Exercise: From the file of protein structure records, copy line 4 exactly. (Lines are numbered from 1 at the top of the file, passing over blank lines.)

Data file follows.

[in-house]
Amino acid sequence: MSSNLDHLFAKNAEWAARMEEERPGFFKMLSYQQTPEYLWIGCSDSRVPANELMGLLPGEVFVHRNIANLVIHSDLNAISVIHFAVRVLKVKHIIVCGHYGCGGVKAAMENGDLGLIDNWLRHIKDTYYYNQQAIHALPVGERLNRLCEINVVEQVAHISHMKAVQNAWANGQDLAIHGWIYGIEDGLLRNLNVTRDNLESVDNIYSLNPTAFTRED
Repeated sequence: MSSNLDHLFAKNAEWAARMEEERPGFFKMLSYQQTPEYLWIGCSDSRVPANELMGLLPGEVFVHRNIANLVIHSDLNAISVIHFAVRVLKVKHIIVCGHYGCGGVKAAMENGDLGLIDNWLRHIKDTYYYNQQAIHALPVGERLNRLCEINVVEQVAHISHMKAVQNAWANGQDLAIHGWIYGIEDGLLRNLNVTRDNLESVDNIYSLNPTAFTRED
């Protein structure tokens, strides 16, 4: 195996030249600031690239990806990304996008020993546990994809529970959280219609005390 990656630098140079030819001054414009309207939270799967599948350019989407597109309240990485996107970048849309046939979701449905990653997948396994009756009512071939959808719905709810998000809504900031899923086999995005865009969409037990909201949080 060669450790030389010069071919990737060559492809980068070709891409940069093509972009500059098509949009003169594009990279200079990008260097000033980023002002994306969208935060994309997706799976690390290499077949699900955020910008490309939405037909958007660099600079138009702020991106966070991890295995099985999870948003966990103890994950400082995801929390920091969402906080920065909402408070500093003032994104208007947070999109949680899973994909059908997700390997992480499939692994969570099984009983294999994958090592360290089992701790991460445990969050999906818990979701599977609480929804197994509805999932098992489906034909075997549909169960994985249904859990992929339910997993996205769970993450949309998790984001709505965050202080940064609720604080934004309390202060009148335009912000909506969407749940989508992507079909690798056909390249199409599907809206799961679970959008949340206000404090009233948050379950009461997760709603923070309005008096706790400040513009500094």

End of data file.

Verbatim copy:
């Protein structure tokens, strides 16, 4: 195996030249600031690239990806990304996008020993546990994809529970959280219609005390 990656630098140079030819001054414009309207939270799967599948350019989407597109309240990485996107970048849309046939979701449905990653997948396994009756009512071939959808719905709810998000809504900031899923086999995005865009969409037990909201949080 060669450790030389010069071919990737060559492809980068070709891409940069093509972009500059098509949009003169594009990279200079990008260097000033980023002002994306969208935060994309997706799976690390290499077949699900955020910008490309939405037909958007660099600079138009702020991106966070991890295995099985999870948003966990103890994950400082995801929390920091969402906080920065909402408070500093003032994104208007947070999109949680899973994909059908997700390997992480499939692994969570099984009983294999994958090592360290089992701790991460445990969050999906818990979701599977609480929804197994509805999932098992489906034909075997549909169960994985249904859990992929339910997993996205769970993450949309998790984001709505965050202080940064609720604080934004309390202060009148335009912000909506969407749940989508992507079909690798056909390249199409599907809206799961679970959008949340206000404090009233948050379950009461997760709603923070309005008096706790400040513009500094």